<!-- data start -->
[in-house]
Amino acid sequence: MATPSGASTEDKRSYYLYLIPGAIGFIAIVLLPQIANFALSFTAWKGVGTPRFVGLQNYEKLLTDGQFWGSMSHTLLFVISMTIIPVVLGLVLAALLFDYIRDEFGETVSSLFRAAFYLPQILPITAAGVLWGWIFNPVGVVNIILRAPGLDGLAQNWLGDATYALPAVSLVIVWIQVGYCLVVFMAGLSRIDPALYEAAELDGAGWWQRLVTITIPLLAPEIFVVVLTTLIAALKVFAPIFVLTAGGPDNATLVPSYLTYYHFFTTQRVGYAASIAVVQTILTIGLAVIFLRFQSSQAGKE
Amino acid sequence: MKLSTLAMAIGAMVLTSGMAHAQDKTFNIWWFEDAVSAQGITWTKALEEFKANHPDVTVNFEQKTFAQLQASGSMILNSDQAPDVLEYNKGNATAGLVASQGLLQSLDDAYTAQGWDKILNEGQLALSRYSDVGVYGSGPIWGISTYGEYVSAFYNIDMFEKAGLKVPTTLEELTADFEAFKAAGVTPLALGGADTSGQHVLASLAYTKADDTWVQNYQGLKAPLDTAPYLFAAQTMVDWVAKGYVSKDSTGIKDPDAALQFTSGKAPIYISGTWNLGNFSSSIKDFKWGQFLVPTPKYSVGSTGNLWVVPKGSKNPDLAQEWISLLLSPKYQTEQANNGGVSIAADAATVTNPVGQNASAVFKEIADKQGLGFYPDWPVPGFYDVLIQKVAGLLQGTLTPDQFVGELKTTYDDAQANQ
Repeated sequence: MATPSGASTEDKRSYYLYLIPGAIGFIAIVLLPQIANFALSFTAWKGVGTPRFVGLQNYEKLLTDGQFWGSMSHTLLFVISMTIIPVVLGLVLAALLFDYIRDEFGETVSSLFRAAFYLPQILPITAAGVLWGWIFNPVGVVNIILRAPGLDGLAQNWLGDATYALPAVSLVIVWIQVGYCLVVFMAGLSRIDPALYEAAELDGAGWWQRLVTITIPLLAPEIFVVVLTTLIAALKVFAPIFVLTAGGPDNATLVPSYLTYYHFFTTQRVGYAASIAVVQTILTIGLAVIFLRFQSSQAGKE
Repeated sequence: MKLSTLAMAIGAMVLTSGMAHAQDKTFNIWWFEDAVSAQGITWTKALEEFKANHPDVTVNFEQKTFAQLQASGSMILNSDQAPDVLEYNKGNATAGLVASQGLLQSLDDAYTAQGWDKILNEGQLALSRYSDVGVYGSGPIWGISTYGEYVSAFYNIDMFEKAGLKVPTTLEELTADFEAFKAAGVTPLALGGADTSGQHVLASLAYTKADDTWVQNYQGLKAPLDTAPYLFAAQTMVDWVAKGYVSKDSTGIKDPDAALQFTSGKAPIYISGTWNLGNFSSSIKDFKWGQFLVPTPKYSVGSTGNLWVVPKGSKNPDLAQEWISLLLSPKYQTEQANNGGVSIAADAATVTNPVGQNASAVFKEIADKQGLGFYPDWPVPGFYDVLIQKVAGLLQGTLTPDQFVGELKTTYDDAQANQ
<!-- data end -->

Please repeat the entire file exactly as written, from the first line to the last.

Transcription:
[in-house]
Amino acid sequence: MATPSGASTEDKRSYYLYLIPGAIGFIAIVLLPQIANFALSFTAWKGVGTPRFVGLQNYEKLLTDGQFWGSMSHTLLFVISMTIIPVVLGLVLAALLFDYIRDEFGETVSSLFRAAFYLPQILPITAAGVLWGWIFNPVGVVNIILRAPGLDGLAQNWLGDATYALPAVSLVIVWIQVGYCLVVFMAGLSRIDPALYEAAELDGAGWWQRLVTITIPLLAPEIFVVVLTTLIAALKVFAPIFVLTAGGPDNATLVPSYLTYYHFFTTQRVGYAASIAVVQTILTIGLAVIFLRFQSSQAGKE
Amino acid sequence: MKLSTLAMAIGAMVLTSGMAHAQDKTFNIWWFEDAVSAQGITWTKALEEFKANHPDVTVNFEQKTFAQLQASGSMILNSDQAPDVLEYNKGNATAGLVASQGLLQSLDDAYTAQGWDKILNEGQLALSRYSDVGVYGSGPIWGISTYGEYVSAFYNIDMFEKAGLKVPTTLEELTADFEAFKAAGVTPLALGGADTSGQHVLASLAYTKADDTWVQNYQGLKAPLDTAPYLFAAQTMVDWVAKGYVSKDSTGIKDPDAALQFTSGKAPIYISGTWNLGNFSSSIKDFKWGQFLVPTPKYSVGSTGNLWVVPKGSKNPDLAQEWISLLLSPKYQTEQANNGGVSIAADAATVTNPVGQNASAVFKEIADKQGLGFYPDWPVPGFYDVLIQKVAGLLQGTLTPDQFVGELKTTYDDAQANQ
Repeated sequence: MATPSGASTEDKRSYYLYLIPGAIGFIAIVLLPQIANFALSFTAWKGVGTPRFVGLQNYEKLLTDGQFWGSMSHTLLFVISMTIIPVVLGLVLAALLFDYIRDEFGETVSSLFRAAFYLPQILPITAAGVLWGWIFNPVGVVNIILRAPGLDGLAQNWLGDATYALPAVSLVIVWIQVGYCLVVFMAGLSRIDPALYEAAELDGAGWWQRLVTITIPLLAPEIFVVVLTTLIAALKVFAPIFVLTAGGPDNATLVPSYLTYYHFFTTQRVGYAASIAVVQTILTIGLAVIFLRFQSSQAGKE
Repeated sequence: MKLSTLAMAIGAMVLTSGMAHAQDKTFNIWWFEDAVSAQGITWTKALEEFKANHPDVTVNFEQKTFAQLQASGSMILNSDQAPDVLEYNKGNATAGLVASQGLLQSLDDAYTAQGWDKILNEGQLALSRYSDVGVYGSGPIWGISTYGEYVSAFYNIDMFEKAGLKVPTTLEELTADFEAFKAAGVTPLALGGADTSGQHVLASLAYTKADDTWVQNYQGLKAPLDTAPYLFAAQTMVDWVAKGYVSKDSTGIKDPDAALQFTSGKAPIYISGTWNLGNFSSSIKDFKWGQFLVPTPKYSVGSTGNLWVVPKGSKNPDLAQEWISLLLSPKYQTEQANNGGVSIAADAATVTNPVGQNASAVFKEIADKQGLGFYPDWPVPGFYDVLIQKVAGLLQGTLTPDQFVGELKTTYDDAQANQ